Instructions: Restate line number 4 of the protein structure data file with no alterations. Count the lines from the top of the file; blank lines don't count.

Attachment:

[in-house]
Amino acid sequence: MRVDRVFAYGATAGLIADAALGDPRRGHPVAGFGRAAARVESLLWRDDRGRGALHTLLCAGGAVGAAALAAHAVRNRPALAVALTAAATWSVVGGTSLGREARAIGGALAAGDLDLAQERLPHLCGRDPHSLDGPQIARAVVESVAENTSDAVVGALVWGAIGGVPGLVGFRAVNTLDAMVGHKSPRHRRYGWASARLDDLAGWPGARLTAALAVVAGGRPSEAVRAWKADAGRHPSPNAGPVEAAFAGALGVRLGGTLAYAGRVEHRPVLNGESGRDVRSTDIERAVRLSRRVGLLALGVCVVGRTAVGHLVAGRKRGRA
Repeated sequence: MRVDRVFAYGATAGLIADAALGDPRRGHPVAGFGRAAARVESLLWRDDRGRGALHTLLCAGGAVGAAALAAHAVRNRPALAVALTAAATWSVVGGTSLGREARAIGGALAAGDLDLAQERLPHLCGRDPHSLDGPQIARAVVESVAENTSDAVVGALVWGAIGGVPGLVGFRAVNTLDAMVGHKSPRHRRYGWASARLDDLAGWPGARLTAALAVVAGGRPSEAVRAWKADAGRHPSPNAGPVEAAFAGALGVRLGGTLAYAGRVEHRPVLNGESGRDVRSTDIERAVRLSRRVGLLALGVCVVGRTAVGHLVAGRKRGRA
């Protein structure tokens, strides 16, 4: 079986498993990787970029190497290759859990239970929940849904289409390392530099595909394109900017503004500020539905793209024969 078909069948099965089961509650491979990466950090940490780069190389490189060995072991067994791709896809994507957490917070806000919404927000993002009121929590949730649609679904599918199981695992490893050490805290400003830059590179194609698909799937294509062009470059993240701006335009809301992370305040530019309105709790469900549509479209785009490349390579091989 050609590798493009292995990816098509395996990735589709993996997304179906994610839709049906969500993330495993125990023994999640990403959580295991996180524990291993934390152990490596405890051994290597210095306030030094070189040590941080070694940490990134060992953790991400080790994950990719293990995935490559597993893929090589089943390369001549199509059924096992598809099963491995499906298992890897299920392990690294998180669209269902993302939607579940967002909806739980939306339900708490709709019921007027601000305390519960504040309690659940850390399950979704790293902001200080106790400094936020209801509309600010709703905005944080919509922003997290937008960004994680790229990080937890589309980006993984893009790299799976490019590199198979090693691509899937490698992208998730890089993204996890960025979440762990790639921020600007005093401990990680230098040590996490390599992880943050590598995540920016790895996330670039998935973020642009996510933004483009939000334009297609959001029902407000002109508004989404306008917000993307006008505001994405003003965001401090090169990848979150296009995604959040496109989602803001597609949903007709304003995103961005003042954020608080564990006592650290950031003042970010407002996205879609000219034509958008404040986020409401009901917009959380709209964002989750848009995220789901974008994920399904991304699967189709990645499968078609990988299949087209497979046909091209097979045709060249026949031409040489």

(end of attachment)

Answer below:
């Protein structure tokens, strides 16, 4: 079986498993990787970029190497290759859990239970929940849904289409390392530099595909394109900017503004500020539905793209024969 078909069948099965089961509650491979990466950090940490780069190389490189060995072991067994791709896809994507957490917070806000919404927000993002009121929590949730649609679904599918199981695992490893050490805290400003830059590179194609698909799937294509062009470059993240701006335009809301992370305040530019309105709790469900549509479209785009490349390579091989 050609590798493009292995990816098509395996990735589709993996997304179906994610839709049906969500993330495993125990023994999640990403959580295991996180524990291993934390152990490596405890051994290597210095306030030094070189040590941080070694940490990134060992953790991400080790994950990719293990995935490559597993893929090589089943390369001549199509059924096992598809099963491995499906298992890897299920392990690294998180669209269902993302939607579940967002909806739980939306339900708490709709019921007027601000305390519960504040309690659940850390399950979704790293902001200080106790400094936020209801509309600010709703905005944080919509922003997290937008960004994680790229990080937890589309980006993984893009790299799976490019590199198979090693691509899937490698992208998730890089993204996890960025979440762990790639921020600007005093401990990680230098040590996490390599992880943050590598995540920016790895996330670039998935973020642009996510933004483009939000334009297609959001029902407000002109508004989404306008917000993307006008505001994405003003965001401090090169990848979150296009995604959040496109989602803001597609949903007709304003995103961005003042954020608080564990006592650290950031003042970010407002996205879609000219034509958008404040986020409401009901917009959380709209964002989750848009995220789901974008994920399904991304699967189709990645499968078609990988299949087209497979046909091209097979045709060249026949031409040489």